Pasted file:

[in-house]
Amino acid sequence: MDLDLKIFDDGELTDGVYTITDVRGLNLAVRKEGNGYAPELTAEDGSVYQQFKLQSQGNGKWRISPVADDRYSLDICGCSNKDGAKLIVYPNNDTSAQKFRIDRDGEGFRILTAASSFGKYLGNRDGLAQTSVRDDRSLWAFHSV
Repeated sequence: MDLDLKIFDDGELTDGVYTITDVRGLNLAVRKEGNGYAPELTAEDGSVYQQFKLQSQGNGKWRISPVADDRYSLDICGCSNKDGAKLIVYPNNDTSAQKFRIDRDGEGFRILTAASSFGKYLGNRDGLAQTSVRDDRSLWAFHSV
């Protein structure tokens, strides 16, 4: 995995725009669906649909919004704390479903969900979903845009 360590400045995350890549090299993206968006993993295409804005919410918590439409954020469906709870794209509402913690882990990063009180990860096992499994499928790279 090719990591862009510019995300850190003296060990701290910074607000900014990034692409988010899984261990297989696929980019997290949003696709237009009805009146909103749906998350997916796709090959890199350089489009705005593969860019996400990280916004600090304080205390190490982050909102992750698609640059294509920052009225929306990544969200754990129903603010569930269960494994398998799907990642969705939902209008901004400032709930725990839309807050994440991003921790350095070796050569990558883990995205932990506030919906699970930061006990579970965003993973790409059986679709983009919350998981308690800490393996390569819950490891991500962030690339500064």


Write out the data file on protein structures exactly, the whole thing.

[in-house]
Amino acid sequence: MDLDLKIFDDGELTDGVYTITDVRGLNLAVRKEGNGYAPELTAEDGSVYQQFKLQSQGNGKWRISPVADDRYSLDICGCSNKDGAKLIVYPNNDTSAQKFRIDRDGEGFRILTAASSFGKYLGNRDGLAQTSVRDDRSLWAFHSV
Repeated sequence: MDLDLKIFDDGELTDGVYTITDVRGLNLAVRKEGNGYAPELTAEDGSVYQQFKLQSQGNGKWRISPVADDRYSLDICGCSNKDGAKLIVYPNNDTSAQKFRIDRDGEGFRILTAASSFGKYLGNRDGLAQTSVRDDRSLWAFHSV
């Protein structure tokens, strides 16, 4: 995995725009669906649909919004704390479903969900979903845009 360590400045995350890549090299993206968006993993295409804005919410918590439409954020469906709870794209509402913690882990990063009180990860096992499994499928790279 090719990591862009510019995300850190003296060990701290910074607000900014990034692409988010899984261990297989696929980019997290949003696709237009009805009146909103749906998350997916796709090959890199350089489009705005593969860019996400990280916004600090304080205390190490982050909102992750698609640059294509920052009225929306990544969200754990129903603010569930269960494994398998799907990642969705939902209008901004400032709930725990839309807050994440991003921790350095070796050569990558883990995205932990506030919906699970930061006990579970965003993973790409059986679709983009919350998981308690800490393996390569819950490891991500962030690339500064």